As I sought his will and turned to Christ, I felt Christ point me to his church. I felt called to keep my covenants. I felt compelled to act within my sphere of influence to choose to live the restored gospel. For the first time in my life, I felt that changing my sexuality was outside of my sphere of influence. God wasn’t asking me to change. He was inviting me to be the person he created me to be. And so, even though it was a bitter decision at the time, I chose to drink in a renewed commitment to a life within the teachings of The Church of Jesus Christ of Latter-day Saints.
After a month of staying with my family, the time came to head back to Arizona and return to real life. But I couldn’t keep doing things the way I had before. It hadn’t worked. My mind and my spirit were both telling me, through the pain I was in, that something wasn’t right. Similar to how our bodies give us hunger pangs to tell us to nourish ourselves, my spirit was telling me that something needed to change.
While keeping my sexuality a secret had been hard on me, the real cancer was the shame it created. What would people think of me if they knew I was gay? Would they hate me like I had hated myself? I couldn’t let fear control me anymore. I couldn’t live with the shame anymore. So over the next six months I came out to every person I was close to in my life. I made a lot of phone calls, had a lot of one-on-one conversations, and wrote a lot of emails. And I sent a few letters.
One of the letters I sent was to the Wrights in Orem, Utah. They had basically adopted me while I was an undergrad at BYU. With my parents and siblings far away in Washington, the Wright family had taken me in long before they knew I was gay and made sure I always had a place to spend holidays and eat Sunday dinners. I sent the letter, wondering how this disclosure was about to change our relationship. A week later I got a letter back from Cyndi, the mom of the family. It said in part: “Thank you so much for your letter. We really appreciate you sharing your story with us. Nothing changes. We still love you as one of our own.” Cyndi used her agency to choose me. She acted within her sphere of influence to let me know that I was family. Some families choose to reject their children and others for being gay. The Wrights chose to keep me close.
The next time I was in Utah, I stayed at the Wrights’ house. Cyndi and I stayed up talking after everyone else had gone to bed. She reiterated what she had said in the letter, that I was family. She told me that if I left the Church, she would always claim me. I had wasted a lot of time worrying what other people would think of me.
Now, I want to be clear at this point that it was my choice to move forward in the Church. I’m not advocating that anyone should simply accept the way I exercise my agency as the way they should. The God-given gift of agency requires all free agents to do their own spiritual work to reconcile themselves with the will of God, whatever that is for them and their lives. As the Lord speaks to us through his authorized servants, through the scriptures, and through the Holy Ghost, we will be led down the right paths. The key is to be connected enough to heaven that we can be guided on how to proceed in our unique circumstances.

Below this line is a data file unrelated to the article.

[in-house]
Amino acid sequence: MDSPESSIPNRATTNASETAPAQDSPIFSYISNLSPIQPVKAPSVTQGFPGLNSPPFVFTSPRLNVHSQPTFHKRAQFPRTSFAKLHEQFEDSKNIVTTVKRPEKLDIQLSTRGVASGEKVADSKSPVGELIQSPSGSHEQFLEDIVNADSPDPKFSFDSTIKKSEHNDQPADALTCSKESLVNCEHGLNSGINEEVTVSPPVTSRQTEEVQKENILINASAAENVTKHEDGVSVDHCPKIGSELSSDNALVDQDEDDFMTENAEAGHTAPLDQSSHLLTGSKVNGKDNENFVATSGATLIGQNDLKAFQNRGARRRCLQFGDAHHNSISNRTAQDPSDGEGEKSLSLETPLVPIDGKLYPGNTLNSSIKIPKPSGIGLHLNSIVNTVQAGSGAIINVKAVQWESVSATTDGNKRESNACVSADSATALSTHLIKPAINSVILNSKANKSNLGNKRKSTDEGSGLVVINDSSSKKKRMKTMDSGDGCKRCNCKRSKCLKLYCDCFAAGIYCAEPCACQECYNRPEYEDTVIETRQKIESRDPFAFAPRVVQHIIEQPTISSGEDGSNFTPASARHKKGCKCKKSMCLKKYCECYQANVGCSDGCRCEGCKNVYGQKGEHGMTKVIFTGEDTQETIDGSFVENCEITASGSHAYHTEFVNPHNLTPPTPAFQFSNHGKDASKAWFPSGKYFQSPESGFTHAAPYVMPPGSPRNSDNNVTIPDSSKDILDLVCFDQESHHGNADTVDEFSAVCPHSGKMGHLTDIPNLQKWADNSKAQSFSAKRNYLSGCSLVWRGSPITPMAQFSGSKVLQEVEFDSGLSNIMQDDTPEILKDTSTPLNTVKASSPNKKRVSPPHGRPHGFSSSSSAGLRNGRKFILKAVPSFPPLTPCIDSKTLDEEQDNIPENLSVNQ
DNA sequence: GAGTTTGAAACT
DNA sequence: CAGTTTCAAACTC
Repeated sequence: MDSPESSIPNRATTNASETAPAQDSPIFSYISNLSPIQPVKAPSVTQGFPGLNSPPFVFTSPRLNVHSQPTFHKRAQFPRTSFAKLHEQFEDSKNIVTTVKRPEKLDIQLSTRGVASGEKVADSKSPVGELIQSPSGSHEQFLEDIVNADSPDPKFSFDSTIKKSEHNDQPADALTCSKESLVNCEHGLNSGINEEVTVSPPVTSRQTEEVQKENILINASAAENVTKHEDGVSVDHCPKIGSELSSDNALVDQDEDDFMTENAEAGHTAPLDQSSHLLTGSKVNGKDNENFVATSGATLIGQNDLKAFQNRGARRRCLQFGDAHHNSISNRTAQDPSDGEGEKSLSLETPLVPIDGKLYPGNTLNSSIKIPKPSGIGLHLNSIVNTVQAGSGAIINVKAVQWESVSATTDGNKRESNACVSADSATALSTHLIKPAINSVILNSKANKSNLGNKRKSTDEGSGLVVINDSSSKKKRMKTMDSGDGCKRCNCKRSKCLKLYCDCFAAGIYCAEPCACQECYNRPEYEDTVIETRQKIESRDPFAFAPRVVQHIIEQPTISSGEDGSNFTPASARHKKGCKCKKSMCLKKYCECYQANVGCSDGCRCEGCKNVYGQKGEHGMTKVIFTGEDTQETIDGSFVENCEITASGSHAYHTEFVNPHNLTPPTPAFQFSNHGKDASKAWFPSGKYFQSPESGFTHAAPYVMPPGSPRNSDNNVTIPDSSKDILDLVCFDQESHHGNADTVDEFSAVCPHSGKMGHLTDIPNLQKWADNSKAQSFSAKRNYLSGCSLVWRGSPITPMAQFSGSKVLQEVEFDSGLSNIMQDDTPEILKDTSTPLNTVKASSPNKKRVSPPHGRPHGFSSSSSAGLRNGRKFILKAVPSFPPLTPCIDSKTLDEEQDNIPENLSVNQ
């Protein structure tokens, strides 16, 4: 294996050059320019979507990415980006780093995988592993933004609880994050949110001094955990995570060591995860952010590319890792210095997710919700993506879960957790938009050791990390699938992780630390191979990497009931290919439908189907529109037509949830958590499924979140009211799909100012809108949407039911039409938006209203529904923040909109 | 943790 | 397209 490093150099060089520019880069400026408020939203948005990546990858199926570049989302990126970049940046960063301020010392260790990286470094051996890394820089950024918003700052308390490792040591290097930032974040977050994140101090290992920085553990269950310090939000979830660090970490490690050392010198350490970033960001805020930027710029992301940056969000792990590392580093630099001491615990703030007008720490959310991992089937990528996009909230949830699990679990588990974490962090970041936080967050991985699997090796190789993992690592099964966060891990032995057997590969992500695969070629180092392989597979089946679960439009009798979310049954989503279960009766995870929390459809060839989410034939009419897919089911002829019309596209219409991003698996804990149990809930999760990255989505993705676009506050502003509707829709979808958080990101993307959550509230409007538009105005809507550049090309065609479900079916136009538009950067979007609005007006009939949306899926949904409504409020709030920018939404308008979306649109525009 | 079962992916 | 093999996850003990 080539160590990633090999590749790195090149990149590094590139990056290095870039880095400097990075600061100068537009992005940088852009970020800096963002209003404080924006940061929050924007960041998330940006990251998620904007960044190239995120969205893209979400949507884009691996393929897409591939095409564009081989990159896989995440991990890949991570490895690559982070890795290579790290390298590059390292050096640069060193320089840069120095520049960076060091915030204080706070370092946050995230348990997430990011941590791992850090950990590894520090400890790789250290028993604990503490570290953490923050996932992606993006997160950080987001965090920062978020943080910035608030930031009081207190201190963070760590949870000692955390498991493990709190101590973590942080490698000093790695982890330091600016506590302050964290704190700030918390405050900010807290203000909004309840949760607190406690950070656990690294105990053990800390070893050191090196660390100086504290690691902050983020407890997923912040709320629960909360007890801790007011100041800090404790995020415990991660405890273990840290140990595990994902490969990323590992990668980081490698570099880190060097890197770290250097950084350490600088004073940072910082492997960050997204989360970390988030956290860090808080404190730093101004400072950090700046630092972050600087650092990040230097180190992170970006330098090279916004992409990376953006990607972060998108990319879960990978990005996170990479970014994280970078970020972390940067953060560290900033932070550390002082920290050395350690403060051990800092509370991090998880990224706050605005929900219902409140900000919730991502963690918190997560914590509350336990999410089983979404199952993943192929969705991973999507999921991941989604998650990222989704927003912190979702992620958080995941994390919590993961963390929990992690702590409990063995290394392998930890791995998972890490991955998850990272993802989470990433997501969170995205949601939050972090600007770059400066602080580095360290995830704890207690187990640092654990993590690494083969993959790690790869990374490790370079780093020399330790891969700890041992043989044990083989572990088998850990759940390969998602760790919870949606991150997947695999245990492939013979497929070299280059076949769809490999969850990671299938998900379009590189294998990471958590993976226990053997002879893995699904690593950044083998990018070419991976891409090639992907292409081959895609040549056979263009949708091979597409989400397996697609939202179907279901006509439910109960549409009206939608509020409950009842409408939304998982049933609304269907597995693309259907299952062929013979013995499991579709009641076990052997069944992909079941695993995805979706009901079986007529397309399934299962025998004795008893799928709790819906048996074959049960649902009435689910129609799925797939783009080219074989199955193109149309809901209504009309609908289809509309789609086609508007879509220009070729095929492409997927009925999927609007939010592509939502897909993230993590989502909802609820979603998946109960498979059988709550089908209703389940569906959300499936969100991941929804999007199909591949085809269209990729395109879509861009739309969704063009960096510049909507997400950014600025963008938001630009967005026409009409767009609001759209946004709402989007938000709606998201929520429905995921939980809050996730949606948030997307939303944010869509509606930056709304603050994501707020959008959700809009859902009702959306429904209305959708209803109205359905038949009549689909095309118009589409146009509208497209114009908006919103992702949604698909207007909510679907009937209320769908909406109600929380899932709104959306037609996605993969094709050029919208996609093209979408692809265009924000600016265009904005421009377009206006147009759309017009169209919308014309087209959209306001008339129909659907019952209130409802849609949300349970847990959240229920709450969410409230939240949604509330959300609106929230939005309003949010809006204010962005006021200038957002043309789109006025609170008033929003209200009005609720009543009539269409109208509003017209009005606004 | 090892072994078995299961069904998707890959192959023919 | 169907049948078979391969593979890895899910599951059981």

To paraphrase David O. McKay, the most precious gift we have been given, next to life itself, is the power to direct that life. “All truth is independent in that sphere in which God has placed it, to act for itself, as all intelligence also; otherwise there is no existence” (D&C 93:30, emphasis added). Our Heavenly Parents endowed us with life and with the gift of agency. If we don’t have agency, we don’t exist. That is, if we cannot act independently of God’s will for us, then we can’t really act upon his will of our own free will either. It must be terrifying even for Heavenly Parents to let their children act for themselves. And yet they enabled us to do so. They gave us existence. They didn’t just create us materially. They gave us power to act for ourselves.
I think of them observing me during those weeks I spent with my earthly parents, weeping with me and pleading with me to use my agency wisely. I imagine them cheering for my mom when, like them, she promised to always honor my agency. I think of them watching Cyndi pen that letter promising to always claim me and of them saying, “We will always claim you, too, Ben.”
I am not able to choose whether to have opposite-sex attractions, but I do have a multitude of other choices. As a gay Latter-day Saint, the choice I make again and again is to seek out God’s will for me and then to do it. I believe that the Lord wants us to honor one another’s agency as he does. We can’t exist without agency. Our relationships can’t thrive without the freedom to choose. I was blessed by my loved ones when they explicitly told me that they wanted me in their families no matter what I chose. Hearing them say those things changed my life. Those affirmations took me from a pit of despair and offered me hope. I doubt my mom or Cyndi or the many other people in my life who said similar things recognized the gift they were offering me in those moments. But I know it now. And our Heavenly Parents knew it all along. Let’s allow others to use the gift of agency, and let’s use our agency to choose each other.
1. David O. McKay, in One Hundred Twentieth Annual Conference of the Church of Jesus Christ of Latter-day Saints (Salt Lake City: The Church of Jesus Christ of Latter-day Saints, 1950), 32.